Facebooking for divorcing spouses

8th March 2015 by


Social networking sites, such as MySpace and Facebook, were probably always meant to be harmless fun; a novel, technologically advanced way to keep in touch with people and to let the world know what you are up to.

However, somewhere along the line, things got nasty and now, many divorce solicitors will hear their clients tell of a post they saw on Facebook, or a Facebook message they intercepted, which either demonstrates their spouse’s adultery, “proves” the spouse is lying about income, or that they are an “unfit” parent.

Sadly, many family lawyers are regularly regaled with tales of how one spouse saw something detrimental on Facebook, or a friend of a friend sent a status update from an ex-spouse etc, etc.

It seems that no matter how private you think your Facebook account is, if you post a picture showing yourself at a raucous party when you should have been visiting your children, this is not going to look good in the family court.

Divorce lawyers will now attest that in more and more divorce cases mobile phone records and evidence from social networking sites are being used and accepted in family courts as well as during divorce settlements as evidence of adultery.

So, the overall message is caution when using sites such as Facebook, but just in case you are unsure of the dos and don’ts, here are some top tips for safe social networking during divorce, from Healys’ divorce solicitors in London and Brighton.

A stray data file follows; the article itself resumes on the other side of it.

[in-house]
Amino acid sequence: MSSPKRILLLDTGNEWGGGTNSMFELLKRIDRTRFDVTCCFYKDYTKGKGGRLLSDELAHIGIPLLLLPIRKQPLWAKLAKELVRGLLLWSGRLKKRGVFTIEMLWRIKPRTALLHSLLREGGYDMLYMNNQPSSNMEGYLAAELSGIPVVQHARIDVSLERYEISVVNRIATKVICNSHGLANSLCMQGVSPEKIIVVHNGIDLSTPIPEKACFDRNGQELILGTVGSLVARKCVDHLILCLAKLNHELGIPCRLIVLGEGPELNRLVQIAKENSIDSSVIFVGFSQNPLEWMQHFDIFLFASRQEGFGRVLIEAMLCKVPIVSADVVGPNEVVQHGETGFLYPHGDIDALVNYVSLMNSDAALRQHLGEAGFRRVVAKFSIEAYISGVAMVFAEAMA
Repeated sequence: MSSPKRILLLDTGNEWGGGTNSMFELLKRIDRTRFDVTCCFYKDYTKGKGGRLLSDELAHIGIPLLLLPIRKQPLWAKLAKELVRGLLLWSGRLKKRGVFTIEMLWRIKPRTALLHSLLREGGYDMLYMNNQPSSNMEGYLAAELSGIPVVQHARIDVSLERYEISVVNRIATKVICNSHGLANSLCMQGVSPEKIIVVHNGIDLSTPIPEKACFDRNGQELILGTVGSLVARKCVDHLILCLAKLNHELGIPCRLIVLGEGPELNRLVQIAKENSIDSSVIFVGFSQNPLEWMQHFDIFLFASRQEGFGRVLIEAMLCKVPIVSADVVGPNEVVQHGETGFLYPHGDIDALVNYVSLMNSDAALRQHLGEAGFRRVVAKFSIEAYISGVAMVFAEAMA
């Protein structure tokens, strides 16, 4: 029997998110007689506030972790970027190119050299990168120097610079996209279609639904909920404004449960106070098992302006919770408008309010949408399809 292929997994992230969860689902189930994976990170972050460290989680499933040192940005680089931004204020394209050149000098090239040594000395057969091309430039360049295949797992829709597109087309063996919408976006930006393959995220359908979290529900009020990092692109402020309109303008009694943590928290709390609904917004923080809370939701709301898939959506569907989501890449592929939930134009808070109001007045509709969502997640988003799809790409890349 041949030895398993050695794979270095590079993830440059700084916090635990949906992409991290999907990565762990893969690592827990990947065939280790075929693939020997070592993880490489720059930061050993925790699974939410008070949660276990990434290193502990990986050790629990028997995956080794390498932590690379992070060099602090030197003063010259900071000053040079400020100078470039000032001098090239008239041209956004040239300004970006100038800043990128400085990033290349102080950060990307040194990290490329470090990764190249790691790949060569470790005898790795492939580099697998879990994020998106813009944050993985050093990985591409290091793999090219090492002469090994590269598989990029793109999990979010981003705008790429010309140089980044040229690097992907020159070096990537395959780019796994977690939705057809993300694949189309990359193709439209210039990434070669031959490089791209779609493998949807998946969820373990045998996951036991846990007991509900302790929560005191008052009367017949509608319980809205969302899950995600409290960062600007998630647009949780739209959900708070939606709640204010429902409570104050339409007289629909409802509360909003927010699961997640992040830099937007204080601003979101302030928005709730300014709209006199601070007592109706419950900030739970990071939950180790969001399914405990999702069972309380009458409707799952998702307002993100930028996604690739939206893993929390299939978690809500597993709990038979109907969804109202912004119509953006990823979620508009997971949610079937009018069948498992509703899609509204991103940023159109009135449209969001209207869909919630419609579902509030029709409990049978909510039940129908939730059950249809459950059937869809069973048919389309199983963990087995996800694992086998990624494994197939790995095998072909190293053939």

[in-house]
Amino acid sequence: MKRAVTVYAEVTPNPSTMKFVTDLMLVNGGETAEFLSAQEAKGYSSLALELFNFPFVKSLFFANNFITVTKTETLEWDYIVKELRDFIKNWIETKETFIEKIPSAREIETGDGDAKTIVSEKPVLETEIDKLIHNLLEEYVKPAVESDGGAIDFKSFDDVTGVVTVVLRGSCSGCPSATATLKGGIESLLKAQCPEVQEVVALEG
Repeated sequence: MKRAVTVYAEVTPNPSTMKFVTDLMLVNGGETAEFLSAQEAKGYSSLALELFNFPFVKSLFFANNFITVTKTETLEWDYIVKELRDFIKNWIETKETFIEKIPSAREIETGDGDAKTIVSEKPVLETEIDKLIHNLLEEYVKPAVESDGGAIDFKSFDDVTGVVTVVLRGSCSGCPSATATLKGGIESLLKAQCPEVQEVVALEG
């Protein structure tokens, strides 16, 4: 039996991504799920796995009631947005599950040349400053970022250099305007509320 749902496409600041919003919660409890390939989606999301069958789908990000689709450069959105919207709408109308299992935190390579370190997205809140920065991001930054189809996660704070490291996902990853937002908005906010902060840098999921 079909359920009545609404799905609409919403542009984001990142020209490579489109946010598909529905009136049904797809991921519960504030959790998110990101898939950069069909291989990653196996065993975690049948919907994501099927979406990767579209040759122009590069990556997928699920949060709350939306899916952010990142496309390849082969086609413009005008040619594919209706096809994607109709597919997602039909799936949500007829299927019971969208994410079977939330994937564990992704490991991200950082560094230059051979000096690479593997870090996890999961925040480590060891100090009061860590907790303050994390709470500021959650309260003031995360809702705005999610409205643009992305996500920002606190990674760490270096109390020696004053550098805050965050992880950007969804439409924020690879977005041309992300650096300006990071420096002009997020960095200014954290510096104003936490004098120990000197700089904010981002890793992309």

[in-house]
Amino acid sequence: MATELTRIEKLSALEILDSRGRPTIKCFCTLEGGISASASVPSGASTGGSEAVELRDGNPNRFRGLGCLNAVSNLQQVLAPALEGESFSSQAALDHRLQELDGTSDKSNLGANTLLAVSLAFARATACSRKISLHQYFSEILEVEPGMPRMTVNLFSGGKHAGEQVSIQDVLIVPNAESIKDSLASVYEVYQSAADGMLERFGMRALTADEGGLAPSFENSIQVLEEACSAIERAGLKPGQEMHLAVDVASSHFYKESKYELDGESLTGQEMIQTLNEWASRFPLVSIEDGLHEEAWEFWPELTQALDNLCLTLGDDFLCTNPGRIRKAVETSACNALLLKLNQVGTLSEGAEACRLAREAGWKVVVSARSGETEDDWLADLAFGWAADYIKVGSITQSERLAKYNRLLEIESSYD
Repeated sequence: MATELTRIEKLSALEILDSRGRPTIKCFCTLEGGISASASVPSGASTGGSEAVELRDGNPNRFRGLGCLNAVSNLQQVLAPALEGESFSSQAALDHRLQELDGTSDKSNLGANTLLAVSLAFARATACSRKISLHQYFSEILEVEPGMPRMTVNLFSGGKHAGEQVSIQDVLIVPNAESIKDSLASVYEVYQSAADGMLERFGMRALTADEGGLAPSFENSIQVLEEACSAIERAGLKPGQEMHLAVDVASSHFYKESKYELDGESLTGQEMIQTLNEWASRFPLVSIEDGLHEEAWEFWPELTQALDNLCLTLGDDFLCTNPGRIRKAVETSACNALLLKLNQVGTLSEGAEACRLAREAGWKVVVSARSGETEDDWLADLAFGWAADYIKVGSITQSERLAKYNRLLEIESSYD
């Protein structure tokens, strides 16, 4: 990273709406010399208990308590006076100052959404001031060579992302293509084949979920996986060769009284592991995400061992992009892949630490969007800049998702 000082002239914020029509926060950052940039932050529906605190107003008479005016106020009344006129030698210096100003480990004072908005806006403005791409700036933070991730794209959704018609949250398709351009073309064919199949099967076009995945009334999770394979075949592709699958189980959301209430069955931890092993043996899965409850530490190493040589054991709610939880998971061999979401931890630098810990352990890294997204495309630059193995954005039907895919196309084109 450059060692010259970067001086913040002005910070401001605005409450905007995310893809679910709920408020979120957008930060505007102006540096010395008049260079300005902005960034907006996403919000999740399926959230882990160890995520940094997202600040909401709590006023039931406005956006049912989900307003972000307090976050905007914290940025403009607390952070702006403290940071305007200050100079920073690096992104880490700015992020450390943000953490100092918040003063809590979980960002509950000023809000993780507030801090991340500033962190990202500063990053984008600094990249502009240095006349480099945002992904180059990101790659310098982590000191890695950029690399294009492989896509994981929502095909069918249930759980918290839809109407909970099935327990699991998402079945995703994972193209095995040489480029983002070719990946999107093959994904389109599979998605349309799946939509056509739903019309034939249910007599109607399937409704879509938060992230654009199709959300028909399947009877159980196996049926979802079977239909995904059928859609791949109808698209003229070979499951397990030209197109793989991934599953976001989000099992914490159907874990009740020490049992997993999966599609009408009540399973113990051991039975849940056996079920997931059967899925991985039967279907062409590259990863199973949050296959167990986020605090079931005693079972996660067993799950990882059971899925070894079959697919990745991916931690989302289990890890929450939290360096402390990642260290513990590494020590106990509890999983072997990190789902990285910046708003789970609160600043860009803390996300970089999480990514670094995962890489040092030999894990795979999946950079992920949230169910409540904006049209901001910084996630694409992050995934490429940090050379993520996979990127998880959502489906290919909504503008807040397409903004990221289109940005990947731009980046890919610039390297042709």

Facebook faux pas

    • Do not post inflammatory or accusatory statements about your ex-spouse – someone who knows both of you will show it to your former partner and it will cause trouble.


    • Think carefully about the types of photos you upload onto Facebook, particularly if you post directly from a place and you were supposed to be elsewhere looking after your children.


    • Even private messages to friends may be intercepted, particularly if your friend’s partner is still associating with your ex-spouse, so be careful about what you say in these messages.


    • Do not plead poverty to the court and then post status updates from a luxury villa in Barbados (no matter who paid for the holiday).


  • Think about comments you make on other people’s posts as well, because although these may not be recorded on your pages, they may be seen and noted by friends and family members who know your former spouse.

Facebooking fundamentals with Healys’ divorce solicitors

It is becoming more and more common that divorce solicitors are seeing evidence from modern communication technologies used in divorce settlements, and so our advice, even though it may sound obvious, is THINK, THINK and THINK again whenever you are about to click ‘send’ or ‘post’.

If you would like to talk to a divorce solicitor about any aspect of divorce and relationship breakdown, Healys’ family law team is here to help. We have many years’ experience in representing husbands and wives in divorce settlements and in bringing and defending financial claims.

We have offices in London and Brighton, but can help you wherever you may be in the UK. Furthermore, all our staff members have direct dial numbers so that you can be in contact with them easily.

To find out more about the team, please click through to our staff profile pages, where you will find details of our family lawyers and staff in the Family department.